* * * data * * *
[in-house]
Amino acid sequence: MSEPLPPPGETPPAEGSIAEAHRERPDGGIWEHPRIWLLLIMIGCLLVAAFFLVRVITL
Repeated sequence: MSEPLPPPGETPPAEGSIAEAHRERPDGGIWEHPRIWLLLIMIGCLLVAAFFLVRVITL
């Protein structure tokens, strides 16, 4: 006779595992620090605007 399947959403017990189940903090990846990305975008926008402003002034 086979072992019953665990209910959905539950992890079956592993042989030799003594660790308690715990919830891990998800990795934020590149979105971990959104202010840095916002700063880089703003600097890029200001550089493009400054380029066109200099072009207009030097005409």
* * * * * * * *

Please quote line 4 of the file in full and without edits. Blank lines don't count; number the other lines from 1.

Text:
């Protein structure tokens, strides 16, 4: 006779595992620090605007 399947959403017990189940903090990846990305975008926008402003002034 086979072992019953665990209910959905539950992890079956592993042989030799003594660790308690715990919830891990998800990795934020590149979105971990959104202010840095916002700063880089703003600097890029200001550089493009400054380029066109200099072009207009030097005409």